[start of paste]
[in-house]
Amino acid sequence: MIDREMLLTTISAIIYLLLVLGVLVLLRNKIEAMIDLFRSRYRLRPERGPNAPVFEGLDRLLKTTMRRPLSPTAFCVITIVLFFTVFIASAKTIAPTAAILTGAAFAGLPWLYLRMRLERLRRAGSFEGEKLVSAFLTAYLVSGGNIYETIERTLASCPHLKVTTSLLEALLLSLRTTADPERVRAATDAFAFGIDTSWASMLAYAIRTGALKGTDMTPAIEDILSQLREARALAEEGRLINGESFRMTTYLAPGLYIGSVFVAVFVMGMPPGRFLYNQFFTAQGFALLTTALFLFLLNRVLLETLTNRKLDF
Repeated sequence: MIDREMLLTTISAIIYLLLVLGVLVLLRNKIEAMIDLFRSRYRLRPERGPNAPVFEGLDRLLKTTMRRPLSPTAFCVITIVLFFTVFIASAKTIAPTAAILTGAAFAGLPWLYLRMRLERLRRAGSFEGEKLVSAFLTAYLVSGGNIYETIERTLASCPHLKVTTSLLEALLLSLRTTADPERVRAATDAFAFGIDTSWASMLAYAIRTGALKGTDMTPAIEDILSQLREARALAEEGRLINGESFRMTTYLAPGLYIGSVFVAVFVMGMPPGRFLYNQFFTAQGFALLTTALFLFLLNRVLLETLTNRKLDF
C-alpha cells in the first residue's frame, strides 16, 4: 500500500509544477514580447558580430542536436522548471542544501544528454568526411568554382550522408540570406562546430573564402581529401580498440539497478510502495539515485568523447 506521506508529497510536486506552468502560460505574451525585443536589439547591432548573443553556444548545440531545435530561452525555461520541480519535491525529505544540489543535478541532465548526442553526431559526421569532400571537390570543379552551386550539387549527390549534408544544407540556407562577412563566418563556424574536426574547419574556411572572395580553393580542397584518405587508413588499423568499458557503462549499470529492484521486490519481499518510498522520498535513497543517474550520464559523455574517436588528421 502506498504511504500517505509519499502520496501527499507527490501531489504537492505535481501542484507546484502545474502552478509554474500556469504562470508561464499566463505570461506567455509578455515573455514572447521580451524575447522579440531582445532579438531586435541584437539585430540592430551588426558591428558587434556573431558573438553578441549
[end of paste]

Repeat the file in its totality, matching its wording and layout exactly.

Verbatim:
[in-house]
Amino acid sequence: MIDREMLLTTISAIIYLLLVLGVLVLLRNKIEAMIDLFRSRYRLRPERGPNAPVFEGLDRLLKTTMRRPLSPTAFCVITIVLFFTVFIASAKTIAPTAAILTGAAFAGLPWLYLRMRLERLRRAGSFEGEKLVSAFLTAYLVSGGNIYETIERTLASCPHLKVTTSLLEALLLSLRTTADPERVRAATDAFAFGIDTSWASMLAYAIRTGALKGTDMTPAIEDILSQLREARALAEEGRLINGESFRMTTYLAPGLYIGSVFVAVFVMGMPPGRFLYNQFFTAQGFALLTTALFLFLLNRVLLETLTNRKLDF
Repeated sequence: MIDREMLLTTISAIIYLLLVLGVLVLLRNKIEAMIDLFRSRYRLRPERGPNAPVFEGLDRLLKTTMRRPLSPTAFCVITIVLFFTVFIASAKTIAPTAAILTGAAFAGLPWLYLRMRLERLRRAGSFEGEKLVSAFLTAYLVSGGNIYETIERTLASCPHLKVTTSLLEALLLSLRTTADPERVRAATDAFAFGIDTSWASMLAYAIRTGALKGTDMTPAIEDILSQLREARALAEEGRLINGESFRMTTYLAPGLYIGSVFVAVFVMGMPPGRFLYNQFFTAQGFALLTTALFLFLLNRVLLETLTNRKLDF
C-alpha cells in the first residue's frame, strides 16, 4: 500500500509544477514580447558580430542536436522548471542544501544528454568526411568554382550522408540570406562546430573564402581529401580498440539497478510502495539515485568523447 506521506508529497510536486506552468502560460505574451525585443536589439547591432548573443553556444548545440531545435530561452525555461520541480519535491525529505544540489543535478541532465548526442553526431559526421569532400571537390570543379552551386550539387549527390549534408544544407540556407562577412563566418563556424574536426574547419574556411572572395580553393580542397584518405587508413588499423568499458557503462549499470529492484521486490519481499518510498522520498535513497543517474550520464559523455574517436588528421 502506498504511504500517505509519499502520496501527499507527490501531489504537492505535481501542484507546484502545474502552478509554474500556469504562470508561464499566463505570461506567455509578455515573455514572447521580451524575447522579440531582445532579438531586435541584437539585430540592430551588426558591428558587434556573431558573438553578441549